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Still More Thoughts
Posted By: MarkN, on host
Date: Wednesday, September 26, 2001, at 18:25:28
In Reply To: Re: More Thoughts posted by Rob J D on Wednesday, September 26, 2001, at 14:03:23:

> I think you have misunderstood my intentions and maybe my comments shouldn't have been connected to Eric's. For that I apologize. Eric's paragraph seemed like a good reference to show how people on the other side of any conflict may view their situation.
> My comment about it scaring me obviously didn't properly fit my thoughts in the rest of the post but I can't take that back at this point. But the responses that talk about responding with force and accepting the deaths of innocent people scare me.
> Now for the point of my post. I was trying to show how that paragraph of thoughts, which I hear as an undercurrent in many news stories etc, can be applied to many other horrible situations in our world today (Iraq was used as an example but it could apply to people in Sierra Leone, East Timor, Israel and Palestine ...). The point is that horrendous acts are being committed all the time. Some of them happen over a longer time period than the events on Sept 11 but the end result is the same: Many innocent people die because of the beliefs and actions of some person or group. There is very little different in the innocence of the people in New York etc compared to those in many other places.
> We have to get over the fact that it is now happening closer to home, and start doing everything we can to stop atrocities from happening in the future. If we can't respond in a civilized manner why should we expect others to respond to us in a civilized manner?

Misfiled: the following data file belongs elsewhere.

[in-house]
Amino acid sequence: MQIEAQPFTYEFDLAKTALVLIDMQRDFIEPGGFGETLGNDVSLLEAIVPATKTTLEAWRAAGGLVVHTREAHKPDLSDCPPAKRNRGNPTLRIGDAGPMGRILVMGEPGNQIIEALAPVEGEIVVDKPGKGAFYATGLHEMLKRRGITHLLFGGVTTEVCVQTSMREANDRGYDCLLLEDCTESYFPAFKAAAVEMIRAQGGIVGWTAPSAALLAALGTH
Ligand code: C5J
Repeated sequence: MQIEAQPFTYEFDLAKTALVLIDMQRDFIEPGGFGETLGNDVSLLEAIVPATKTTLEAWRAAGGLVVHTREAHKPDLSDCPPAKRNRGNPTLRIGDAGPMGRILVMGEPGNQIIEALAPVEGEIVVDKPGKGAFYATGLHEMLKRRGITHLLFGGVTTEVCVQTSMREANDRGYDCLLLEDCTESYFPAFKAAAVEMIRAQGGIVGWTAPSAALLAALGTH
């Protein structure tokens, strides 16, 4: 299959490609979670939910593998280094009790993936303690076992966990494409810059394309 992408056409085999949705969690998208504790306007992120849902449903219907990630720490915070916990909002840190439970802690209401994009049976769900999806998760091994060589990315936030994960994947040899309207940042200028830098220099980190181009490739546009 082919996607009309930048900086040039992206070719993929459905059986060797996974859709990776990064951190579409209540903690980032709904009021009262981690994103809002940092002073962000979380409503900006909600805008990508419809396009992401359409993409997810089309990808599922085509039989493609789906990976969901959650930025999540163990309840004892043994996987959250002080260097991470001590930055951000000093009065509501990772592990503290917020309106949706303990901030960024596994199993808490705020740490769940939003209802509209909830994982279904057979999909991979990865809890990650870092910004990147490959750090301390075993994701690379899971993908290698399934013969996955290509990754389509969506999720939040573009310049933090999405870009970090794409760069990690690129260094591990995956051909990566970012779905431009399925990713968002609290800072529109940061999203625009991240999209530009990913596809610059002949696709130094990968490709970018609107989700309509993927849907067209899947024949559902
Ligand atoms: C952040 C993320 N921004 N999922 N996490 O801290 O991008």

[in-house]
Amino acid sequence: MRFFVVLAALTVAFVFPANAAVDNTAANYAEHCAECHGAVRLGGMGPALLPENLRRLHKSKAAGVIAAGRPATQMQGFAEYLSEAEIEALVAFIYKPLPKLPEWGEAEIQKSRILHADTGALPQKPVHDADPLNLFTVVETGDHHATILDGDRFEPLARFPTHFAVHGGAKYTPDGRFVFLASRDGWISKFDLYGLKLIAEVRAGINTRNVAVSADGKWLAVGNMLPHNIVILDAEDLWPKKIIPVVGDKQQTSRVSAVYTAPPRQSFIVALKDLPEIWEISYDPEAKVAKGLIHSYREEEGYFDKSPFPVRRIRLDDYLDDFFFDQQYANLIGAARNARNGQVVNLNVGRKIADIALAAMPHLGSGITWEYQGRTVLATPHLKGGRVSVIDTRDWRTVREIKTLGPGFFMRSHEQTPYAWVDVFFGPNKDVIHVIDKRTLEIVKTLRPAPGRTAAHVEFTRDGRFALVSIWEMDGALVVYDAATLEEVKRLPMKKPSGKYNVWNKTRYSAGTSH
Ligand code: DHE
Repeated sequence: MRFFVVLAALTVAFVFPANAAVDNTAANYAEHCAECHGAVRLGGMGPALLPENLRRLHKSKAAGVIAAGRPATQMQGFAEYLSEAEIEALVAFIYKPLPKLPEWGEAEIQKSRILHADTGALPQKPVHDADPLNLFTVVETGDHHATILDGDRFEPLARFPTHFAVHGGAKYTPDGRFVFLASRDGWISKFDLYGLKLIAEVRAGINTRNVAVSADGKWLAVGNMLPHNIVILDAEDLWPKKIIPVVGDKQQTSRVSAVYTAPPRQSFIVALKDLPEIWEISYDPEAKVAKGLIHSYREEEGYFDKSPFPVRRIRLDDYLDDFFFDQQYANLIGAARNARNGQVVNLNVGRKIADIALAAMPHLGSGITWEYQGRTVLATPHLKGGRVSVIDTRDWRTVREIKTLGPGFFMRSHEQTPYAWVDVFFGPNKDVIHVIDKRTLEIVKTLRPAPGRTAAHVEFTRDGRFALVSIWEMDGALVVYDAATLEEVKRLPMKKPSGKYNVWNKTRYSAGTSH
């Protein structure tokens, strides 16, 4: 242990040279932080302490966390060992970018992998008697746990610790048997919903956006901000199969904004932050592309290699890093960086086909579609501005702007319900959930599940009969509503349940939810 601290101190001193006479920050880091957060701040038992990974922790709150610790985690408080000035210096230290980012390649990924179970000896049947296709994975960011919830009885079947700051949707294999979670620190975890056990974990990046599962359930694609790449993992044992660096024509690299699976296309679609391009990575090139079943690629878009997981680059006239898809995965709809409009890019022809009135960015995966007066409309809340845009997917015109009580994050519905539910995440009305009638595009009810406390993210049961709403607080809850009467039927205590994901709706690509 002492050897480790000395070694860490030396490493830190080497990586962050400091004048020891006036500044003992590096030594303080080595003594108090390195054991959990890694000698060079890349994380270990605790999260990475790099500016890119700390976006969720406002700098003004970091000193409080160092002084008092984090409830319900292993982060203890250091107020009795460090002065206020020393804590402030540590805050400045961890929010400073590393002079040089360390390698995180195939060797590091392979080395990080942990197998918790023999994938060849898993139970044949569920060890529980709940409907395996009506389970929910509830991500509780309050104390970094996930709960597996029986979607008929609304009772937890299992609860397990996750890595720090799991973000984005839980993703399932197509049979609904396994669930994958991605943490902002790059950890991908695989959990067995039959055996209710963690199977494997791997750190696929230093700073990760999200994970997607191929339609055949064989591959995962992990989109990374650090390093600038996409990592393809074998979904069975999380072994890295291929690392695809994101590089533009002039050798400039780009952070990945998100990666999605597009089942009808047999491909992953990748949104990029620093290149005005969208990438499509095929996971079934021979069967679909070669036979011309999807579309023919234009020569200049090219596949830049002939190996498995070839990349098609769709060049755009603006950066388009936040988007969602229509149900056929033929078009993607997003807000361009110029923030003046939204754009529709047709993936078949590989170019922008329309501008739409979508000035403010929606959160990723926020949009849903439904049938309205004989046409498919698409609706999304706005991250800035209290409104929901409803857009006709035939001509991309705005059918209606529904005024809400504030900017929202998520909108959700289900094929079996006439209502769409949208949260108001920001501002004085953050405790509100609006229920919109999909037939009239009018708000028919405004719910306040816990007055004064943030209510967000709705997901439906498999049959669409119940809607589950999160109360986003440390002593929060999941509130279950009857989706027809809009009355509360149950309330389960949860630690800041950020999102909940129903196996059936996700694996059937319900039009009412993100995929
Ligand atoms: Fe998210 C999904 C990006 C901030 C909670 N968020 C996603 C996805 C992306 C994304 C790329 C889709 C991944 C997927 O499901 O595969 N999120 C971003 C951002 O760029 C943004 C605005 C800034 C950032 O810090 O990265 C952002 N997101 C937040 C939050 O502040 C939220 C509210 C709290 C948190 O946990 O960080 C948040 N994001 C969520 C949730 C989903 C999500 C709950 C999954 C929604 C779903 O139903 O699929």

> Rob J D

We have behaved in a civilized manner towards Afghanistan. Children there are taught to hate America and "western imperialism" not because of anything we've done to them. We gave them support in repelling the soviet invasion, and for all this time recognized the Taliban as legitimate.

If you want the supreme example of how pacifism has failed, try the events leading up to world war 2. Prime Minister Neville Chamberlain tried a policy of radical pacifism. He said that Hitler merely saw things from a different perspective, that all their disagreements were reconcilable, and that war was never necessary. Students at Oxford signed letters vowing not to fight in any wars. Neville Chamberlain enjoyed tremendous public support, and his chief rival, Churchill, was disdained by the press and the public, particularly after Chamberlain successfully signed a treaty with the Germans.

Predictably, the treaty wasn't worth the paper it wasn't printed on. Poland was invaded, war declared on Britain, and Chamberlain resigned in disgrace.

Pacifism and diplomacy are fine and dandy when you're dealing with countries that are peaceful, democratic, and reasonable. The individuals responsible for the terrorist attacks did not care if they lost their lives to hurt America. We've tried to ignore the problem, act like it won't affect us, but we've been given a rude wake-up call.

You can always argue against any war in that it will cost lives, probably even innocent lives. As terrible as it sounds however, you have to consider which way more lives will be lost. Hiroshima and Nagasaki were bombed, after estimates that a full-scale invasion of Japan would cost far more lives. In the case of Vietnam, more people were killed during the first two years after the communist takeover, than had been killed on all sides in the last decade of the war. Quite often, there's no "right" answer-there will be unbearable costs either way.

In this situation, declaring war on terrorism is almost a belated response. They are determine to fight a war against America. We have no choice but to do the same.

Mark"Si vis pacem, para bellum"N

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